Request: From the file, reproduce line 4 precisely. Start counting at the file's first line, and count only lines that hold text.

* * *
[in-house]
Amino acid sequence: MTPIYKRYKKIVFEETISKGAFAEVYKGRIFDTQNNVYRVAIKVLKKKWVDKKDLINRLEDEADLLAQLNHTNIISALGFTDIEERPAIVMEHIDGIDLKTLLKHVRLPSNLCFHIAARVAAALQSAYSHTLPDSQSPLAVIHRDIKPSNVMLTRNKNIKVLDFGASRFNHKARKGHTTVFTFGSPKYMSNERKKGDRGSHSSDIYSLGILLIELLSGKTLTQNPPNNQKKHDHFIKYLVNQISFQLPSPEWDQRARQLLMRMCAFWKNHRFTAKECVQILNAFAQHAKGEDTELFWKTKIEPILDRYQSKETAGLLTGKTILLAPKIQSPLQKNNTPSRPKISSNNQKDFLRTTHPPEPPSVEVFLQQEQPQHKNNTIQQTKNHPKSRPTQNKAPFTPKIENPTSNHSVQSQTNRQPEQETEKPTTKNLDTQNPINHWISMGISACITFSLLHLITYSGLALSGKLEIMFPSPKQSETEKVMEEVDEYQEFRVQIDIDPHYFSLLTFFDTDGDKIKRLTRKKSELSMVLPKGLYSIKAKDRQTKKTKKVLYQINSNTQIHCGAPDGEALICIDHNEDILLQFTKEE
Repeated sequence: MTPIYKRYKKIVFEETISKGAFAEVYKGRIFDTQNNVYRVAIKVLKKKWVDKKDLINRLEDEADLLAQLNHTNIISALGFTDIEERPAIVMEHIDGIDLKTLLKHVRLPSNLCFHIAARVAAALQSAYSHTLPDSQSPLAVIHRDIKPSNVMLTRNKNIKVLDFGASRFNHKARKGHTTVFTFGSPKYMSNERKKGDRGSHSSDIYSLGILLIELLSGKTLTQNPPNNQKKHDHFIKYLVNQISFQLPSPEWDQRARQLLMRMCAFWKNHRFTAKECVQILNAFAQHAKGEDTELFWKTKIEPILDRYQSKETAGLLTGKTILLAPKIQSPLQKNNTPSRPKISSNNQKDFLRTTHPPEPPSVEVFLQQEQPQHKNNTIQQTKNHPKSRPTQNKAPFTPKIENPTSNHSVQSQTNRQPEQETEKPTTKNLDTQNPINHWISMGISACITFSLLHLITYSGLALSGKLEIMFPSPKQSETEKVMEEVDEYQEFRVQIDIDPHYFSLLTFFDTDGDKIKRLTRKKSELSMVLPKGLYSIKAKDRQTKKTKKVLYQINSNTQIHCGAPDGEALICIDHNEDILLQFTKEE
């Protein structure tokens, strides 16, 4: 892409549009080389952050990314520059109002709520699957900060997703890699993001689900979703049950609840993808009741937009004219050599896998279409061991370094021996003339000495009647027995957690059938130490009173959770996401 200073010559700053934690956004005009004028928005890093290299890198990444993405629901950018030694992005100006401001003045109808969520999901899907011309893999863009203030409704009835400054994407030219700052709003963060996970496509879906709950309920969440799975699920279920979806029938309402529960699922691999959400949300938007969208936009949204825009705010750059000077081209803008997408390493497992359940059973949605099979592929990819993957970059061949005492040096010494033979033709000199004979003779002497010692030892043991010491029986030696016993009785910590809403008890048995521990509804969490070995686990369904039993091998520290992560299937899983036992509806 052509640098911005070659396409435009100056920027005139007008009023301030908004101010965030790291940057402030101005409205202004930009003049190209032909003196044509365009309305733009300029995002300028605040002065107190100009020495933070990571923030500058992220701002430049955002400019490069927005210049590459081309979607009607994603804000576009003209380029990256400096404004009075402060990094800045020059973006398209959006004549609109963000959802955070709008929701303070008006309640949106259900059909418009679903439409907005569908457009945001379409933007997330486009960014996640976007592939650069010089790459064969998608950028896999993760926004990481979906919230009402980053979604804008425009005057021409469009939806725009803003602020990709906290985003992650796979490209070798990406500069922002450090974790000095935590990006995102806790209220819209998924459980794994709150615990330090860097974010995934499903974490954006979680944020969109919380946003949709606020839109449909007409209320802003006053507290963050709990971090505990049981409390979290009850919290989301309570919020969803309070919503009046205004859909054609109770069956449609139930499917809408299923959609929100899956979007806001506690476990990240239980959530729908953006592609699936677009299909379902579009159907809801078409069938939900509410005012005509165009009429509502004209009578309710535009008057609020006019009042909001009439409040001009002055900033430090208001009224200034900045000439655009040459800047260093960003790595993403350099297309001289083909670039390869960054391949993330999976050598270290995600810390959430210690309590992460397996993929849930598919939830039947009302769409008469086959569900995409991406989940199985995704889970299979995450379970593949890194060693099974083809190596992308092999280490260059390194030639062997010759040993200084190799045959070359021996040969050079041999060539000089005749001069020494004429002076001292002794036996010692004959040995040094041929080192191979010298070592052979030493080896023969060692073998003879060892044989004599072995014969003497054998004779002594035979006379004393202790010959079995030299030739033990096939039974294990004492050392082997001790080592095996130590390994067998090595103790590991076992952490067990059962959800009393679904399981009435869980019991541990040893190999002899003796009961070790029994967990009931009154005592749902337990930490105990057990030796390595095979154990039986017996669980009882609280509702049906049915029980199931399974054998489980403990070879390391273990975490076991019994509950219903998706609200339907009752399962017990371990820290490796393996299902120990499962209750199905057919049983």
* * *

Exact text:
């Protein structure tokens, strides 16, 4: 892409549009080389952050990314520059109002709520699957900060997703890699993001689900979703049950609840993808009741937009004219050599896998279409061991370094021996003339000495009647027995957690059938130490009173959770996401 200073010559700053934690956004005009004028928005890093290299890198990444993405629901950018030694992005100006401001003045109808969520999901899907011309893999863009203030409704009835400054994407030219700052709003963060996970496509879906709950309920969440799975699920279920979806029938309402529960699922691999959400949300938007969208936009949204825009705010750059000077081209803008997408390493497992359940059973949605099979592929990819993957970059061949005492040096010494033979033709000199004979003779002497010692030892043991010491029986030696016993009785910590809403008890048995521990509804969490070995686990369904039993091998520290992560299937899983036992509806 052509640098911005070659396409435009100056920027005139007008009023301030908004101010965030790291940057402030101005409205202004930009003049190209032909003196044509365009309305733009300029995002300028605040002065107190100009020495933070990571923030500058992220701002430049955002400019490069927005210049590459081309979607009607994603804000576009003209380029990256400096404004009075402060990094800045020059973006398209959006004549609109963000959802955070709008929701303070008006309640949106259900059909418009679903439409907005569908457009945001379409933007997330486009960014996640976007592939650069010089790459064969998608950028896999993760926004990481979906919230009402980053979604804008425009005057021409469009939806725009803003602020990709906290985003992650796979490209070798990406500069922002450090974790000095935590990006995102806790209220819209998924459980794994709150615990330090860097974010995934499903974490954006979680944020969109919380946003949709606020839109449909007409209320802003006053507290963050709990971090505990049981409390979290009850919290989301309570919020969803309070919503009046205004859909054609109770069956449609139930499917809408299923959609929100899956979007806001506690476990990240239980959530729908953006592609699936677009299909379902579009159907809801078409069938939900509410005012005509165009009429509502004209009578309710535009008057609020006019009042909001009439409040001009002055900033430090208001009224200034900045000439655009040459800047260093960003790595993403350099297309001289083909670039390869960054391949993330999976050598270290995600810390959430210690309590992460397996993929849930598919939830039947009302769409008469086959569900995409991406989940199985995704889970299979995450379970593949890194060693099974083809190596992308092999280490260059390194030639062997010759040993200084190799045959070359021996040969050079041999060539000089005749001069020494004429002076001292002794036996010692004959040995040094041929080192191979010298070592052979030493080896023969060692073998003879060892044989004599072995014969003497054998004779002594035979006379004393202790010959079995030299030739033990096939039974294990004492050392082997001790080592095996130590390994067998090595103790590991076992952490067990059962959800009393679904399981009435869980019991541990040893190999002899003796009961070790029994967990009931009154005592749902337990930490105990057990030796390595095979154990039986017996669980009882609280509702049906049915029980199931399974054998489980403990070879390391273990975490076991019994509950219903998706609200339907009752399962017990371990820290490796393996299902120990499962209750199905057919049983």